Chinese energy company launches solar project in Chile

Sky Solar embarks on first in a series of solar projects in northern Chile called Arica 1, charted to generate 18 MW of solar energy. 

China-based company Sky Solar was recently approved by the Chilean government for the construction 18 MW photovoltaic plant outside of Arica in Northern Chile. Called  Arica 1, the solar project is controlled by Arica Solar Generation 1 Ltda, a branch of Chinese Sky Solar.
The official opening ceremony took place in October in the presence of the Chinese ambassador to Chile, Yango Wanming, and the Chilean regional secretary of National Properties, Felipe Andrade.
Solar Sky’s project will entail 84,240 photovoltaic modules that will feed the planned 18 MW of energy into Northern Chile’s electric grind Sistema Interconectado del Norte Grande (SING).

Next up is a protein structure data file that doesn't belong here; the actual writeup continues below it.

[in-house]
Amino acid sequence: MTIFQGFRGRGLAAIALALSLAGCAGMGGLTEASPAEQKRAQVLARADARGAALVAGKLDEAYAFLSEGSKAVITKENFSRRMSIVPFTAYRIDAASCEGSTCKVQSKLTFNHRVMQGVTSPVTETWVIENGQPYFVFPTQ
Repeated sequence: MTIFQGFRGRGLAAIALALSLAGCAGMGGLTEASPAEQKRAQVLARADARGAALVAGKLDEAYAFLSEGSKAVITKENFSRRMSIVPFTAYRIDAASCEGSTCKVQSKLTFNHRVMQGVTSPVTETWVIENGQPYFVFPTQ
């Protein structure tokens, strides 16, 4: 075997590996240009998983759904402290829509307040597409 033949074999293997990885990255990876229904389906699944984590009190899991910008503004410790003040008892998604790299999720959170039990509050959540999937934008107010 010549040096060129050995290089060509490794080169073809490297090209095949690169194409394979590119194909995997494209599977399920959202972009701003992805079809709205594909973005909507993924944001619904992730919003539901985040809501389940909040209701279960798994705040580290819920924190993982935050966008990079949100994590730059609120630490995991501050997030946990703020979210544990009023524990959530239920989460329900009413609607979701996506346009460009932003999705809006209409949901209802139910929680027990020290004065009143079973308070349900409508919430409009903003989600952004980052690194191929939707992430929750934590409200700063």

The company plans to begin construction before the end of the year and the plant should be finished within 15 months. The completion of Arica 1 will mark the first project of its kind carried out by a Chinese company in Chile.
This project is just part of Sky Solar’s grand scheme for solar power innovation in Chile. In July the company announced their plans to invest US$900 million dollars in solar power technology with the goal of generating 300 MW of energy.
Each MW represents an estimated US$3 million investment.
“(Chile’s) politically stable government and policies, strong investment environment, electricity demand and the government’s increasing focus on renewable energy,” make the Andean nation, “one of the most attractive” locations for solar energy investment, Sky Solar told PV Magazine.
As the second step of Sky Solar’s 300 MW energy goal, they submitted a new proposal to the Chilean government in October for Arica 2, a solar power plant with 15 MW potential worth US$45 million.
Sky Solar’s interest in Chile comes after scientists determined earlier this year that the Atacama Desert has the highest capacity for solar energy radiation on the earth, more so than the Sahara Desert, Arabian Desert, or Australia’s Great Sandy Desert.